We do our best to delineate it so that each skill set is in its own track , but it’s crazy; we saw over 3,000 people and we cast 14 cheerleaders. And we have a very young cast. We have something like 32 Broadway debuts – which is a record. It’s exciting. For me, my last show on Broadway was my first show, In the Heights, so to get to experience that sort of energy with the next show has been a real joy because they’re all experiencing the Broadway community for the first time. It’s not a cliché; if you’re working at this level, you make friends with all the people in the shows around you, and it’s been a joy watching that happen.

For Bring It On, you’ve shared the writing room with Tom Kitt (Next to Normal, High Fidelity), Amanda Green (High Fidelity), and Jeff Whitty (Avenue Q). What’s the energy in there like?
Oh, well right now it’s funny because we’re really on the tail end of working on and changing the show, so everyone’s getting weepy and nostalgic. We’ve been writing this show pretty nonstop since 2009, which is super fast for a musical. In the Heights took seven years. What helped that go fast was that Jeff and director Andy Blankenbuehler had a really clear take on the story they wanted to tell. That takes a lot of the guesswork out of that. And divvying up duties was really fun. We thought that I’d write my songs and they’d write their songs, and we’d just meet in the middle, but that went away really quickly.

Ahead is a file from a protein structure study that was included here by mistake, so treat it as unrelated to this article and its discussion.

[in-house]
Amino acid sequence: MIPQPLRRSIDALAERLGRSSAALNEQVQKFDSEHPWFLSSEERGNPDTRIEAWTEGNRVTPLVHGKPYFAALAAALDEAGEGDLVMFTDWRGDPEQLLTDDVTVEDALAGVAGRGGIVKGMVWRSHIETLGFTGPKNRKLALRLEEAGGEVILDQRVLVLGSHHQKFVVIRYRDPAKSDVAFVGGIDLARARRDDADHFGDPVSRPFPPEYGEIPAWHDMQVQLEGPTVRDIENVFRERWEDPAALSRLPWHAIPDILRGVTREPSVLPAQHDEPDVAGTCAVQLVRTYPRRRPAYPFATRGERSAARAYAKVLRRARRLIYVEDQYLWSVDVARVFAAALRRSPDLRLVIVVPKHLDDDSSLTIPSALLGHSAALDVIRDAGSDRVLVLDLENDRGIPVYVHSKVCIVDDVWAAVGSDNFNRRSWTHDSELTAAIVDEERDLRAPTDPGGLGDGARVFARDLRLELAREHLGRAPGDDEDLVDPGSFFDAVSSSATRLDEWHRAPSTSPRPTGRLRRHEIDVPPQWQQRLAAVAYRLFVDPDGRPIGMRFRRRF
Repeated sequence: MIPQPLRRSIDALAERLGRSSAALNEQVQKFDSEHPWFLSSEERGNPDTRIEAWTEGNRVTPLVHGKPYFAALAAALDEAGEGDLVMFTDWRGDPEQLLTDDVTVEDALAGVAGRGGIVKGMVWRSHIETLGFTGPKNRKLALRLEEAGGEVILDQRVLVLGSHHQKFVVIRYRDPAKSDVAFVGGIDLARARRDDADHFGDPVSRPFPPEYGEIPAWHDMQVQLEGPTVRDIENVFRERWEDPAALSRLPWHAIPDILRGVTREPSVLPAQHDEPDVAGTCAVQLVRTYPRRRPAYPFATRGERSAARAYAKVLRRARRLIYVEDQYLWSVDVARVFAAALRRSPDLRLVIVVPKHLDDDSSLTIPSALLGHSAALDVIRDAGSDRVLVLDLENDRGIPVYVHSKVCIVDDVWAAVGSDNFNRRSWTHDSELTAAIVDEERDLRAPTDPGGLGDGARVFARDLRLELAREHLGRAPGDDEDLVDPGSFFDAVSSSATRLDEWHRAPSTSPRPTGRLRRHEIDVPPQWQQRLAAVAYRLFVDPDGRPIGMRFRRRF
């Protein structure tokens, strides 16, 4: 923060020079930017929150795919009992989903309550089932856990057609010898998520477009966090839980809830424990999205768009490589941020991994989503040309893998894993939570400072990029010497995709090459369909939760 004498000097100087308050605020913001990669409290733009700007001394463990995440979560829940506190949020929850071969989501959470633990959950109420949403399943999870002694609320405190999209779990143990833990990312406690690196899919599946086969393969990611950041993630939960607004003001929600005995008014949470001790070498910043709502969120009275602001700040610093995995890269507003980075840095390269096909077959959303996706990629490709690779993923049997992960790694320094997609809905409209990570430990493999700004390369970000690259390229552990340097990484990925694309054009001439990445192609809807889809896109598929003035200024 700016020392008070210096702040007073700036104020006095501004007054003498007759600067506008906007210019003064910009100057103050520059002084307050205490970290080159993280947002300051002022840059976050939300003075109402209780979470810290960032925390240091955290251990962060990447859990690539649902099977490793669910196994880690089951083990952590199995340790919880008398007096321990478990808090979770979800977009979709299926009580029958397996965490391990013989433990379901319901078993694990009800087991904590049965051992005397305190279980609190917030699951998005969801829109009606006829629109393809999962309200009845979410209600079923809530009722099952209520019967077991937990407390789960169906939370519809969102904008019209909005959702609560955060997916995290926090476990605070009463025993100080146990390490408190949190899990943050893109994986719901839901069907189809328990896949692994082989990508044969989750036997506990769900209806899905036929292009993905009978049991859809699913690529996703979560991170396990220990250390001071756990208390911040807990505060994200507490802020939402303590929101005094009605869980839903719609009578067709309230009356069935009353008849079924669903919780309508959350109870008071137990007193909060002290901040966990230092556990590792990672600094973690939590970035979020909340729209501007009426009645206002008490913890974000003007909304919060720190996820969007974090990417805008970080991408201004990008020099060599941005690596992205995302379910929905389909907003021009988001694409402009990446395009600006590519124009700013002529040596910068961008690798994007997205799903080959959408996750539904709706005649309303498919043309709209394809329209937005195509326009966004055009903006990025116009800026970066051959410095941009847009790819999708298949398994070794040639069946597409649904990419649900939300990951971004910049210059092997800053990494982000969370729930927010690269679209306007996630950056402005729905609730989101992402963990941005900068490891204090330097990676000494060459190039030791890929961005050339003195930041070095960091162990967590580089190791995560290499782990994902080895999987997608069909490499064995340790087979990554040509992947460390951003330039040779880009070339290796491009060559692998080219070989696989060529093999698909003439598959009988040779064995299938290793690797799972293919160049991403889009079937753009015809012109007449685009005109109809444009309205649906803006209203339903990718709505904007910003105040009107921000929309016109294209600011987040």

Lin-Manuel MirandaHow separate and how interwoven was the collaboration?